Friday, October 31, 2008

Happy Reformation Day!

Today marks a glorious turn in God's dealings with the world. Today, God used a deeply flawed man, Martin Luther, to wield a hammer in a way that objectively broke Rome's stranglehold on the human soul, and liberated the Gospel from it's countless obscuring layers of tradition.

Do you go freely to a Baptist / Presbyterian / E Free / miscellaneous / independent church that preaches the Word of God faithfully, preaching the free Gospel of God's free grace in Jesus Christ alone, received through faith alone? And do Roman Catholic armies not break down the doors and throw you all into prison, or burn you all at the stake?

Then thank God for this man, for Martin Luther, and for what He did to and through him. The world you live in is not the world he lived in, and that because of this widespread movement of God.

What does Luther teach us? Many things. To single out but a few: to be used of God, you do not have to be might. You do not have to be perfect. You do not have to start with the majority at your back.

What you need is the Word of God, and that you cling to it faithfully and boldly.

Luther undid Rome, and he still does. Mention him to Romanists, and the apologists become unhinged. They cite this and that absurd and foolish thing that Luther said or did; and, sadly, Luther said and did more than his share of foolish things.

But even this undoes them. I always respond in two ways:
  1. Imagine that. So foolish, so weak — and yet even Martin Luther could grasp the Biblical gospel of justification by grace alone though faith alone in Christ alone. What does that say about Rome and all its scholars, who still deny and pervert that Gospel?
  2. Thank God we're not chained to human tradition, and bound to repeat the errors of our elders — as Roman Catholics, by definition, are! Thank God for the Word and its liberating power and supremacy!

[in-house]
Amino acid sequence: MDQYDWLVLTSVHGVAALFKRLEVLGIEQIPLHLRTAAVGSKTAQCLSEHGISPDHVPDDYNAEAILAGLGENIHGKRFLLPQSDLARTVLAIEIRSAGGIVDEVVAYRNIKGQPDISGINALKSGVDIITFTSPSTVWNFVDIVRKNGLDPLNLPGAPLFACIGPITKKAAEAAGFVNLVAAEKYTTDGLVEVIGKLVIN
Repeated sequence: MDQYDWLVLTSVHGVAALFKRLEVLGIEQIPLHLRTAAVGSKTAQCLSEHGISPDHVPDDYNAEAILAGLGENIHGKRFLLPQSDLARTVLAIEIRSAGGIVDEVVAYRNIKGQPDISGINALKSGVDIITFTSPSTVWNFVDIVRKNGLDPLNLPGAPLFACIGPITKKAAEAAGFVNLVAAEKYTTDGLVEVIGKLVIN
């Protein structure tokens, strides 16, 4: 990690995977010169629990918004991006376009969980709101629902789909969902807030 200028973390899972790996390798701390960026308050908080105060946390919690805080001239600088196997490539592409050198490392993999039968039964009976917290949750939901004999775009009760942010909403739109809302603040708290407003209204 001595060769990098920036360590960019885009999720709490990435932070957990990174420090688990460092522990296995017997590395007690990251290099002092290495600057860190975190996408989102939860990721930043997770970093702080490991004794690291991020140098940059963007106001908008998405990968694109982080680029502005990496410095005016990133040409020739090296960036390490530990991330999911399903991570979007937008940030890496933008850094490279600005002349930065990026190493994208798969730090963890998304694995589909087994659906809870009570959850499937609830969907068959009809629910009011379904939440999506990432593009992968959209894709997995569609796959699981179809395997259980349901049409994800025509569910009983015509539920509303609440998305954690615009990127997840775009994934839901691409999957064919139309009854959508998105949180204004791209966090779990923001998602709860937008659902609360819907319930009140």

Now some Reformation links for your edification:

6 comments:

SKO said...

"Luther undid Rome, and he still does. Mention him to Romanists, and the apologists become unhinged. They cite this and that absurd and foolish thing that Luther said or did; and, sadly, Luther said and did more than his share of foolish things."

Let Rome attack Luther all they want. My faith and hope don't lie in Luther. Or Calvin, or Zwingli, or Bucer, or Beza, or Bullinger, or Knox, or Owen, or Edwards, or Spurgeon, or Sproul, or Piper, or MacArthur, or any other wretched sinner like me. They lie in Christ alone according to the infallible Scriptures alone!

A Happy Reformation Day to you, sir!

DJP said...

My very point, and well-said.

Truth Unites... and Divides said...

Happy Reformation Day!

"Luther undid Rome, and he still does. Mention him to Romanists, and the apologists become unhinged."

Recently, Rome is rehabilitating Luther and there is talk of rescinding his ex-communication.

I'm not an ecumenicist, but I do want to note that there seems to be a change of heart in the Vatican towards Luther and their "separated brethren".

JackW said...

Maybe Rome is just giving Luther a little indulgence ...

stldispensationalist said...

"So foolish, so weak — and yet even Martin Luther could grasp the Biblical gospel of justification by grace alone though faith alone in Christ alone. What does that say about Rome and all its scholars, who still deny and pervert that Gospel?"

DJP,

It says much for one of the most neglected Reformed doctrines--the perpescuity of Scripture. The central message of the Bible--the Gospel--is clear to those to whom the Spirit enables. It also says that Rome and all its scholars are still dead in their sins, that they are preaching a false gospel, and that they are already condemned because they have not believed on the One whom the Father sent.

May we never stop proclaiming the Gospel to all of those who are lost, and this includes followers of the Roman system, no matter what modern "evangelicalism" says.

Happy Reformation Day, DJP! Sola Gratia! Sola Fide! Solus Christus! Sola Scriptura! Soli Deo Gloria!

Daryl said...

I read the comment thread on one of the posts you linked to, and came across this:

"Here's to Luther neither martyr nor super-hero..."

I just thought that summed up really well why he was so important to the church and why his detractors haven't got a case. We know who he was, and love him for it.